No history of American representative government could properly be written without a major reference to Representative Jeannette Rankin. The Montana Republican carries the distinction of being the first woman elected to the U.S. Congress. That singular event occurred in 1916. A year later, she earned a second distinction by joining 49 of her House colleagues in voting against U.S. entry into World War I. That vote destroyed her prospects for reelection in 1918.
Over the next 20 years, Rankin tirelessly campaigned for world peace. In 1940, riding a tide of isolationism, she won her second term in the House. The December 1941 Japanese attack on Pearl Harbor put an end to isolationism, but Rankin remained true to her anti-war beliefs, becoming the only member of Congress to vote against declaring war against Japan.
What is less well known about Jeannette Rankin is that she is the first woman to organize a major campaign for a seat in the U.S. Senate. After her 1917 vote opposing World War I, she knew she stood no chance of winning a seat in a congressional district that the state legislature had recently reshaped with a Democratic majority. Instead, she placed her hopes for continuing her congressional career on being able to run state-wide as a candidate for the Senate. Narrowly defeated in the Republican primary, she launched a third-party campaign for the general election.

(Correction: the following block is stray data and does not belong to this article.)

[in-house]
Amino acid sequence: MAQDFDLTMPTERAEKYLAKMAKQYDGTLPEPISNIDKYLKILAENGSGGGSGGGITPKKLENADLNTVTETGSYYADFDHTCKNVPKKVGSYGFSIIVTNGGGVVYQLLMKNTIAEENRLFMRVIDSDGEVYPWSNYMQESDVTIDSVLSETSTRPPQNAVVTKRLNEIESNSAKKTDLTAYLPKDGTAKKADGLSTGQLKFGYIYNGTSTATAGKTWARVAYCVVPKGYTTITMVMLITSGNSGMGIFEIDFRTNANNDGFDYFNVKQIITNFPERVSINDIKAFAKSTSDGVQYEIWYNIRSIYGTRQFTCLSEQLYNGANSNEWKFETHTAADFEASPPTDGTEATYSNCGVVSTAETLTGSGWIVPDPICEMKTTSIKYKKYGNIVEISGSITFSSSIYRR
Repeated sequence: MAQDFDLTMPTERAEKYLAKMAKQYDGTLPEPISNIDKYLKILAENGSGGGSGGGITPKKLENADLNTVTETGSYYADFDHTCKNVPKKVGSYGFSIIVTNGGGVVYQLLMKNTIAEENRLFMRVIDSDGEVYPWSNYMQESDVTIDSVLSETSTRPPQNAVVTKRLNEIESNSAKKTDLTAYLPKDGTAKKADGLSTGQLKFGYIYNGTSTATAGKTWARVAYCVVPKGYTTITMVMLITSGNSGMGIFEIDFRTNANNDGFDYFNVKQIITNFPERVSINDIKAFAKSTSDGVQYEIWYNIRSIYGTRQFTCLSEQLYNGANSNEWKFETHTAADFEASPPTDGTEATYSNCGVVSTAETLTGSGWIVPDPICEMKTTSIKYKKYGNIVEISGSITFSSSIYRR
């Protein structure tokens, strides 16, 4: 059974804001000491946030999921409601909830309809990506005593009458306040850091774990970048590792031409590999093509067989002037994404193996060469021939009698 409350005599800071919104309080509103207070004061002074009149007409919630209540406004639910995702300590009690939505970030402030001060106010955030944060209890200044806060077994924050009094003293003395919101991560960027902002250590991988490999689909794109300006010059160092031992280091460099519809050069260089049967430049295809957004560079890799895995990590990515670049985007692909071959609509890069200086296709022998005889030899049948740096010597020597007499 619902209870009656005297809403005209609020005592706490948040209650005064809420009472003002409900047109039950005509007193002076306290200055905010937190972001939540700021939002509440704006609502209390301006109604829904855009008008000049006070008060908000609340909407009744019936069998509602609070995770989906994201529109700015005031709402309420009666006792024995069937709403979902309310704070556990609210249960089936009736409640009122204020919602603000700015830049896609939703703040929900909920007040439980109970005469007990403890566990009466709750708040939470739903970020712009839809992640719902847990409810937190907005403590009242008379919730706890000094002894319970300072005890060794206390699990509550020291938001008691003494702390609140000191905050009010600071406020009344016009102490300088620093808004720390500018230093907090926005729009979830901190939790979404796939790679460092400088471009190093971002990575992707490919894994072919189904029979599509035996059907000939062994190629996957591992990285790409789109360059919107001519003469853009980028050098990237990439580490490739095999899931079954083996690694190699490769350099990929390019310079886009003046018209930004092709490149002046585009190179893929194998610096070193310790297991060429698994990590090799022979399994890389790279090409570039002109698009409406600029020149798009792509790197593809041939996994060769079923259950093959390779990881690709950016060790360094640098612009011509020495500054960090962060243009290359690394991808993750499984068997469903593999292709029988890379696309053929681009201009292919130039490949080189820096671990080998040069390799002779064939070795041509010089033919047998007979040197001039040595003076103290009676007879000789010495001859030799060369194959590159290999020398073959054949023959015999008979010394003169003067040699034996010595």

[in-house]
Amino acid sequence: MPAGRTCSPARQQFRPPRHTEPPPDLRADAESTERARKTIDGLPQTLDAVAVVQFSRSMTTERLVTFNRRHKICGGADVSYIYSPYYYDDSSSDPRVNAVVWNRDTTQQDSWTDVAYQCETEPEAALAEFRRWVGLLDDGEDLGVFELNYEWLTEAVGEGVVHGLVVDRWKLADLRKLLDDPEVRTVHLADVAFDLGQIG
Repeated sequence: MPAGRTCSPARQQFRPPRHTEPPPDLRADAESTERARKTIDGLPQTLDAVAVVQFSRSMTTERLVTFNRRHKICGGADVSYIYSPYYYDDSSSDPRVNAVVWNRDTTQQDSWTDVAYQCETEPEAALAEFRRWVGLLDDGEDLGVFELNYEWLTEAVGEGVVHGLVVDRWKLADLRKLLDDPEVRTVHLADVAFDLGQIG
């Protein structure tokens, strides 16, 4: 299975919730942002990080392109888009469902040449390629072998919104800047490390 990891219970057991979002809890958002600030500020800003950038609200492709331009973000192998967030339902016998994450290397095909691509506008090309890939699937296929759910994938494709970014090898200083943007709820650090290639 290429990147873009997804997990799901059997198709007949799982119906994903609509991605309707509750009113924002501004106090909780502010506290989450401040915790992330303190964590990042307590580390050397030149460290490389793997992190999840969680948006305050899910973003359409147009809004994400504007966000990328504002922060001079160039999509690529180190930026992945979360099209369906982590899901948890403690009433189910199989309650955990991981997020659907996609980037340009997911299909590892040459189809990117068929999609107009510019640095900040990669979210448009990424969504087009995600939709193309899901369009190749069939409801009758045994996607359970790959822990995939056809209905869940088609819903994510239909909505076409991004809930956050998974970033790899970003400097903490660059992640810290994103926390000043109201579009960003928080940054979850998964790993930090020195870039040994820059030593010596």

Although unsuccessful in her 1918 Senate race, Rankin helped destroy negative public attitudes about women as members of Congress. During her second House term in 1941, she served with six other women members, including Maine’s Margaret Chase Smith. Those members carefully avoided making an issue of their gender. Rankin agreed with a colleague’s famous comment, “I’m no lady. I’m a member of Congress.”
Rankin and Margaret Smith followed separate paths: one promoting pacifism; the other advocating military preparedness. Rankin respected Smith as the first woman to serve in both houses of Congress. Shortly before Rankin’s death in 1973, however, prospects for women in the Senate looked bleak. Margaret Smith had lost her bid for a fifth term. During the next six years, no women served in the Senate, and not until 1992 would more than two serve simultaneously.
Three-quarters of a century separated Rankin’s 1918 Senate campaign from that 1992 turning point. Since then, the slowly increasing number of women members has become the norm rather than the exception.
Smith, Norma. Jeannette Rankin: America’s Conscience. Helena: Montana Historical Society Press, 2002.